In America, being invited to vote by celebrities is already a common practice. Stars from the music and film industries like Pharrell Williams, Clint Eastwood, Madonna or George Clooney ask fellow citizens – often through the internet and social networks – to participate in elections. Celebrities from Hollywood enjoy great admiration, and idols are emulated. The thought behind this type of PR is that others are joining along the road to the ballot box.

Various viral promotions have sprung up during past parliamentary elections in Germany as well. Through internet campaigns, posters and television spots, celebrities especially encouraged first-time voters to use their voice.

However, familiar faces being used for party purposes often has a negative aftertaste. After all, voters are supposed to be convinced by the contents and not the prompt to follow along. Yet general invitation to vote by so-called election ambassadors is unconditionally worthy of support – and you, too, can use these resources for yourself.

“The good example is not one way to influence other people, it is the only one.”

– Albert Schweitzer, German-French physician, theologian & philosopher, Nobel Peace Prize laureate –

How election ambassadors work

It has always worked like this: Man creates idols and places more value on the opinions of those whom he knows and trusts. Orientating oneself toward those who do something correctly entails less risk of making mistakes. It is thus almost a law of nature that people emulate other people. Individuals worth emulating may be well-known figures, or they may come from one’s social environment.

For this reason it is highly effective when individuals who possess some level of influence prompt others to exercise their right to vote. This works on both a large and small scale. Regardless of how many voters are involved in your election: By using ambassadors you can increase your voter participation.

Acquire election ambassadors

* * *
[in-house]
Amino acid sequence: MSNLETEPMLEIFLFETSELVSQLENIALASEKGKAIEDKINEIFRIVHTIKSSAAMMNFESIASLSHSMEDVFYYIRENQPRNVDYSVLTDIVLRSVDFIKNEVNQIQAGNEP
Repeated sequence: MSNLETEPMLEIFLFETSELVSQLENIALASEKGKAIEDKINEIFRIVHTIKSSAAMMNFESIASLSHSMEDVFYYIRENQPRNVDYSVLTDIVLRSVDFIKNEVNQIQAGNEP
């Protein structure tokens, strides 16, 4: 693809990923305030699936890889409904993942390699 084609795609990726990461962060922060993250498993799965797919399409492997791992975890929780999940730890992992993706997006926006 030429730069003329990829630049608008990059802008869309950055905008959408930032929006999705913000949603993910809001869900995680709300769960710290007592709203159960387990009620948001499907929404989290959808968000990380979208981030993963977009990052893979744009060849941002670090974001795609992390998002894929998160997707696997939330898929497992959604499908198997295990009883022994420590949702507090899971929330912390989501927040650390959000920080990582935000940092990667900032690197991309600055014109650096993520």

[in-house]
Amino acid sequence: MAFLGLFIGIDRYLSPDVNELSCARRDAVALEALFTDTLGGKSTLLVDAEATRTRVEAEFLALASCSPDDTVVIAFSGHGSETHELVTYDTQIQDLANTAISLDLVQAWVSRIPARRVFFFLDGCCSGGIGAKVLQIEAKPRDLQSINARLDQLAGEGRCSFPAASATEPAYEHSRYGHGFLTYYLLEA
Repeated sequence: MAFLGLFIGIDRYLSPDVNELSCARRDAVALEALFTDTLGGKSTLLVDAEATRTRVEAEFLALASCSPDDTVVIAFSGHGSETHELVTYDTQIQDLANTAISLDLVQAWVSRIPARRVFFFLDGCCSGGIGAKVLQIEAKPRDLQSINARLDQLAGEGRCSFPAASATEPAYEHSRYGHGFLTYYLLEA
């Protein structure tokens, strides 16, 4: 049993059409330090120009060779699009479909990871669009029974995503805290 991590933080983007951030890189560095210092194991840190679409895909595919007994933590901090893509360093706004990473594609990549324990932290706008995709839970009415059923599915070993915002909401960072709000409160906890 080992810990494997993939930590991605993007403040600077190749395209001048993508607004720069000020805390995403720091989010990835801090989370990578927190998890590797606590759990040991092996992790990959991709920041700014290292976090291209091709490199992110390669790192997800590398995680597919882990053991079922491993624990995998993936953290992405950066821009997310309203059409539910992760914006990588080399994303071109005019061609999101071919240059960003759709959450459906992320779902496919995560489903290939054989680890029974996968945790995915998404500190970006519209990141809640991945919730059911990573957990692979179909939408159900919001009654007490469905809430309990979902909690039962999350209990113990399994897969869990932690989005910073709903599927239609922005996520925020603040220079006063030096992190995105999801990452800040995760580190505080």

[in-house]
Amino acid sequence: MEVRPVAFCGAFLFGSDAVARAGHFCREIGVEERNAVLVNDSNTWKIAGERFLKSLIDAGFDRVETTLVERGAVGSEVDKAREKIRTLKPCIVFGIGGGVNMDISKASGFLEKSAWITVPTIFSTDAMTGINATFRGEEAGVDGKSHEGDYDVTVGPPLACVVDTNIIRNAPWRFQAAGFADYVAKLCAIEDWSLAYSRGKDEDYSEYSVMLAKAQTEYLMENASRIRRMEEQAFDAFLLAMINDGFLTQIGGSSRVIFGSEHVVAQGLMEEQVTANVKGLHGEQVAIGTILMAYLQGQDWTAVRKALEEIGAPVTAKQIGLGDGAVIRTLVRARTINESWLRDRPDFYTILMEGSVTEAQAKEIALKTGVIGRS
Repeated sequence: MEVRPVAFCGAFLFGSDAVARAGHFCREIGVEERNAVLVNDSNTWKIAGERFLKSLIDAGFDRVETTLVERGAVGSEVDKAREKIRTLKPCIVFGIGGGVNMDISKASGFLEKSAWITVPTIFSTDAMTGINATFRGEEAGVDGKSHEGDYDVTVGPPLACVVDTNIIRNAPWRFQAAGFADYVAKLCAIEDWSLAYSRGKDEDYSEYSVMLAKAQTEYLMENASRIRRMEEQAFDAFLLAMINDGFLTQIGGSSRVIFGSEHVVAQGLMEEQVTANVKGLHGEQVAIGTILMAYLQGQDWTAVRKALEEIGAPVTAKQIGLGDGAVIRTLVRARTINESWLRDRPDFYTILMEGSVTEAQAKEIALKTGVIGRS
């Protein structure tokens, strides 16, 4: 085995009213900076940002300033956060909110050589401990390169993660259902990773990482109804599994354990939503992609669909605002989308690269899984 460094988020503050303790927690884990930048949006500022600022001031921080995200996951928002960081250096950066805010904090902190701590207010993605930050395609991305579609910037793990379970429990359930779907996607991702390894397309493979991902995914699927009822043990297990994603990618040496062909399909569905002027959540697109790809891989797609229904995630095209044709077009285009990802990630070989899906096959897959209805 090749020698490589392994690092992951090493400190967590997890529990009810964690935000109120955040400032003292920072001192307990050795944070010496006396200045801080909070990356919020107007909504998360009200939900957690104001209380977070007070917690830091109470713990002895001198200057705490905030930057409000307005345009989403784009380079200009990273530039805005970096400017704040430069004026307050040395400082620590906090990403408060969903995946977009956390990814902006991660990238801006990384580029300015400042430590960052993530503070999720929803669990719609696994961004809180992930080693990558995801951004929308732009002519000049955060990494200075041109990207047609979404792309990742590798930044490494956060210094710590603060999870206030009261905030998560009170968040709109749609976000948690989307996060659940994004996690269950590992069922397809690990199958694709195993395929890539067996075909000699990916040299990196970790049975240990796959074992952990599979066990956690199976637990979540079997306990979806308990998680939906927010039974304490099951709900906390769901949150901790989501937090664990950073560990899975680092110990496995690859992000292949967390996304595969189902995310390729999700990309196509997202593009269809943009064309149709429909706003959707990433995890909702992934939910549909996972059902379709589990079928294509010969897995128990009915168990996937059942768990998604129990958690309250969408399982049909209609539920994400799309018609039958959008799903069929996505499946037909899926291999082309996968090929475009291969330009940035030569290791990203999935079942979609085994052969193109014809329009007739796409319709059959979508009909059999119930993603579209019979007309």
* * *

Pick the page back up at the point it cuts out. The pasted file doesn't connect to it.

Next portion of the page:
Essentially the best election ambassadors are those who are already participating in the vote. First address these voters and ask them to dedicate some time to the election. This can be done through various means. For instance:

  • E-mails
  • Flyers
  • Social media posts
  • Personal conversations

The important thing is that their dedication does not entail too much effort for the election ambassadors. You should also rely on “key people”, or individuals who have a good connection with the youth, who generally work in organising activities or who have a good network by nature because everybody gets along with them. If you ask these key people to support you, your message will be heard much more clearly.

Provide advertising materials

Even the most dedicated people need advertising materials, otherwise the election ambassador campaign won’t lead anywhere. For example, you can provide the following affordable advertising materials:

  • Write a prepared e-mail, which you send to your election ambassadors. You can then add personal text and send it to your contacts or groups.
  • Create flyers, stickers, buttons or similar items, anything that is easy to distribute. Tie up little packages of these advertising materials and hand them to your election ambassadors to distribute.
  • Create a so-called social media visual. A visual is a graphic, e.g. with a message that is easily and quickly shared through social media channels. The optimal size of a visual, for instance for Facebook, is 1200 x 1200 pixels (additional image size recommendations for popular social networks). Send this graphic to your election ambassadors and ask them to share it through their own social media profiles.

You can implement a lot of ideas with your election ambassadors – from simple flyer distribution to a barbecue for networking or a meet-and-greet. Give your creativity free rein and ask others for additional ideas. Once you have gotten the attention of the voters, you will see the fruits of your labour manifest in increased voter participation.


About Anna-Maria Palzkill

As a communication scientist I am interested in the impact of technics on life among politics and economics. I want to trace nuances and am not afraid of big words.